The boy shakes his head. The innocent face has learnt to show despair. Stille shifts his eyes to the man in noisy torment and it looks like he is dying.

Stille’s lips tighten. He draws in a long draft of air and gives a long sigh, and taking a couple of brisk steps toward the right, he leans low over the man’s face and asks,

“Do you believe in God? In Allah, or any God?”

Is he hesitating? The man gives no visible sign readable as a response to Stille’s question. Not even a different twitch in his lean face almost grotesque in fighting pain. Does he not believe in the idea of God or is he pissed off with me bringing in the far-fetched, inane and useless idea of God while he is struggling for life?

 

Go to Of God and Men (Part 1)

 

Of God and Men (Part 1)

But little folk who will not climb
Into bed at the proper time
Get acquainted by-and-by
With Sleep’s big brother Hushabye.

“Ssssh,” says Hush to girls and boys,
“Go to sleep, and don’t make a noise.”

As he occasionally does, Stille Quiete looks up from the book—The Raibow Book by Samuil Marshak—toward his sister sleeping soundly on her hospital bed, the head section raised a little to her comfort. The transparent IV solution is dripping from the plastic bag hung from its hanger hook into the drip chamber slowly and regularly, and from there it curls down the tube through the roller clamp, takes a few circular turns where the tube lies in a few casual coils, flows through the needle and finally enters her body. She is recovering from a bad cardiac arrest.

“Eeeyouch!” This time the groan from the other ward is disturbing, both in loudness and the anguish it is filled with. “Mama! Aaaaugh! Somebody kill me please!”

The loud cry, cursing and howling in sharp pain continues in the hospital ward in the wee hour of the night when nobody—no patients and no attendants—makes a noise except for the whizzing of breathing and the rustles of shifting in bed once in a while and an occasional cough or two here and there. His sharp cry rings clearly in the silence and many wake up and sit up without complaining but worried.

“Something is really wrong with this guy.” Toiler Hard, husband of Lina Hard, the patient, turns in the cushioned divan on Stille’s left, which he has turned into a makeshift bed.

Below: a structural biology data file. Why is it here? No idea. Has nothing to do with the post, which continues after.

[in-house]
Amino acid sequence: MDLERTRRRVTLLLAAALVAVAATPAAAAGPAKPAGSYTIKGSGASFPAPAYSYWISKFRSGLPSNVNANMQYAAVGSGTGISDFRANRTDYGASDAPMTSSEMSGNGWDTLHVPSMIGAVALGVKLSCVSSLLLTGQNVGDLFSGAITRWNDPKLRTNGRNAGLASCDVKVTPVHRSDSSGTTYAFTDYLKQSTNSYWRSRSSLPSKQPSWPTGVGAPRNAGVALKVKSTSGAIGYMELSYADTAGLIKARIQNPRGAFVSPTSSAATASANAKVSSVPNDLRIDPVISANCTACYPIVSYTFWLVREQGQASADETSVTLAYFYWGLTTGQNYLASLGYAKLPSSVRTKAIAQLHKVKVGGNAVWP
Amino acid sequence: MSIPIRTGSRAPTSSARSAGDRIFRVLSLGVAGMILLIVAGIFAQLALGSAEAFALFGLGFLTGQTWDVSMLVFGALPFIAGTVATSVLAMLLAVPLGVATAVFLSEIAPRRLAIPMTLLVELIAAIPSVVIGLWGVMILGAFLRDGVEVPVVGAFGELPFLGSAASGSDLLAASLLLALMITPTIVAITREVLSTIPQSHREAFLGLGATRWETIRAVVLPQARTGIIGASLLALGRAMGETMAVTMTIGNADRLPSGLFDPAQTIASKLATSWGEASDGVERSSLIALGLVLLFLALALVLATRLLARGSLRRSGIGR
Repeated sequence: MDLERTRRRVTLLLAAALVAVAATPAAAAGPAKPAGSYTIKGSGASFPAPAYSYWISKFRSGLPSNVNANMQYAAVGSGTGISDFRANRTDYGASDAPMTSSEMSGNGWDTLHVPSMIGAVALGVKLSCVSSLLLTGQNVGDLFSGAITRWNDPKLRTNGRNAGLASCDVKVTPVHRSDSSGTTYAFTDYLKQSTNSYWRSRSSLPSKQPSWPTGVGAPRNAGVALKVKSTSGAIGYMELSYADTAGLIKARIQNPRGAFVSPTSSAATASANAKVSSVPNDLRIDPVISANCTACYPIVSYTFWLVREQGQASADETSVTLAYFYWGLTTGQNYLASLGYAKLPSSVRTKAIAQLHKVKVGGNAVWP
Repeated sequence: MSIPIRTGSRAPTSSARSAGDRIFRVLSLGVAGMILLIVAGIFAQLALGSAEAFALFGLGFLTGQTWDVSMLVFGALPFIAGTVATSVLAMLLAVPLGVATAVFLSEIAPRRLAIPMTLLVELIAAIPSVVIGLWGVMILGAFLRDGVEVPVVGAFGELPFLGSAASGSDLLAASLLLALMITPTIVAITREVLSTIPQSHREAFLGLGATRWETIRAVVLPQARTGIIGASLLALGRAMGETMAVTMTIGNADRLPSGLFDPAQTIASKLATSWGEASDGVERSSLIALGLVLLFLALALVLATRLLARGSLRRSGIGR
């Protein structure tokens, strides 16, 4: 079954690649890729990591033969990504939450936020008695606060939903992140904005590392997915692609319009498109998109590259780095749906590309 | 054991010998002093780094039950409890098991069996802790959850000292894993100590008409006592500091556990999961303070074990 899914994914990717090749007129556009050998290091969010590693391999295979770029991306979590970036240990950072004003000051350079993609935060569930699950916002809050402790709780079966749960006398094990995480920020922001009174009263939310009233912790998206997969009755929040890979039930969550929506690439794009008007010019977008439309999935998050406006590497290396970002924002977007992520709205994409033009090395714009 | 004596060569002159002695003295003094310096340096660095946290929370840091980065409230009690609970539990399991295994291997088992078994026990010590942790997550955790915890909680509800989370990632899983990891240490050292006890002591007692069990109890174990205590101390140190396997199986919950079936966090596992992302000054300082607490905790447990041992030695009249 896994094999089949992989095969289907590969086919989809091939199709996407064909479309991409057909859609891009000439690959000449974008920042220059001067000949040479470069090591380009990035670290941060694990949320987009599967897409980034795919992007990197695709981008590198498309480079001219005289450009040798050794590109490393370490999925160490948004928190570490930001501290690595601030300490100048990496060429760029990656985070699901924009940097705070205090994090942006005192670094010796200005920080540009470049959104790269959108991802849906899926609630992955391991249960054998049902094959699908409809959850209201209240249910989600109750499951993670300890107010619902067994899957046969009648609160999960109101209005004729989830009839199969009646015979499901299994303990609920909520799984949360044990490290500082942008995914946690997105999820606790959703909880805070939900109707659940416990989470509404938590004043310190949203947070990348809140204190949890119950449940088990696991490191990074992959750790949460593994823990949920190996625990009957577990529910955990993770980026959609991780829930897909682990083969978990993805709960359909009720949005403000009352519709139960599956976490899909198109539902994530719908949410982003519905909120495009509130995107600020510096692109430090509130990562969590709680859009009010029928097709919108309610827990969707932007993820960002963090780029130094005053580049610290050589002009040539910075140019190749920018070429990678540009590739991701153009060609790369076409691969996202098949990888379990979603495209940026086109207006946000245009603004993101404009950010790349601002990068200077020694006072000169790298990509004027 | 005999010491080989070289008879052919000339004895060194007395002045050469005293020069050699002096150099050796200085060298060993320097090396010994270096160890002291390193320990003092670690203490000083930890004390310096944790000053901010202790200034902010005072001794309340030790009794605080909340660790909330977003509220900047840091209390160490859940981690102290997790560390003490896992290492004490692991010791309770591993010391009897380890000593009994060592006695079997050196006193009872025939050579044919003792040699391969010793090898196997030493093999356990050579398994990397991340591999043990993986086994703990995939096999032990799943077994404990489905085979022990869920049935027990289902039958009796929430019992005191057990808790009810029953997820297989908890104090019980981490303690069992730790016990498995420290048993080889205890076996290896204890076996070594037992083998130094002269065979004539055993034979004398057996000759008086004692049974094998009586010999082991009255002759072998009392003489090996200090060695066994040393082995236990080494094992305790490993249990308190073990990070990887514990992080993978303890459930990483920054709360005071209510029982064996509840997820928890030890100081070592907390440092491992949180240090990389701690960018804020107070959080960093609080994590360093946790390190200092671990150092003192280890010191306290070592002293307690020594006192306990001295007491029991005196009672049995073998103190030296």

The sound disturbing to the others does not disquiet Stille, whose thresholds of the intensity of silence and noise are off the chart. But he quietly puts the open book face down on the steel bedside table with cabinets, walks out the door without a leaf, continues for a while in the corridor and disappears into the long ward on the other side.

With all lights out, the ward is semi-dark, lit only by the cold light from the lamps along the gravel path in the hospital campus on the other side that is thrown on the walls along with the skewed shadows of the windows. The man’s cry and cursing makes it easy for Stille to locate him in the semi-dark.

When Stille sees and approaches him, he finds the reduced, sixtyish-year old body of the man in agony from which the loud, high-pitched cry originates, and he restlessly tosses and turns in his bed in the semi-darkness attended only by a confused pre-teen boy who, at a loss, only keeps readjusting the blanket that keeps slipping off as the man writhes, and an old withered woman in head scarf seated on the naked floor (hospital floors—kneaded by restless shoes with dirt and floor cleaner and smelling of medicines and phthalates, triclosan, ammonia, chlorine and other chemicals—are a dreadful paradox of cleanliness and dirtiness) curled up and leaning on a wall near the foot of the bed, her forehead resting on a palm and the hand supported on the folded knees. A pathetic picture of utter confusion, hopelessness and resignation.

Stille rushes to the staff nurses’ station. In the low light of a power-saving night bulb, the place lies still, the swivel chairs and stainless steel stools empty; the several piles of files, record and register books ranged neatly on the desk, with a couple of medicine boxes lying in the spaces in between; and the visible corners of the open station harboring some unnamable dire-looking light pieces of hospital equipment and a couple of oxygen tanks clamped onto their carts leaning on the wall; a squattish off-white fridge humming at 40 Hz, quite peskily uncomfortable if you continually hear it in the silence.

They must be asleep, Stille thinks. He turns and looks around as he steps slowly, reading the door signs legible from this distance—Nurse Changing Room, Sterilization Room, and here is the Sister on Duty.

A nurse answers his knock and opens the door, her eyes crumpled from lack of sleep. Stille does not have to say much to identify the patient and his problem—she guesses it right and fast, which feels like there being something about it more than years of experience.

When they are back, Stille finds the light on.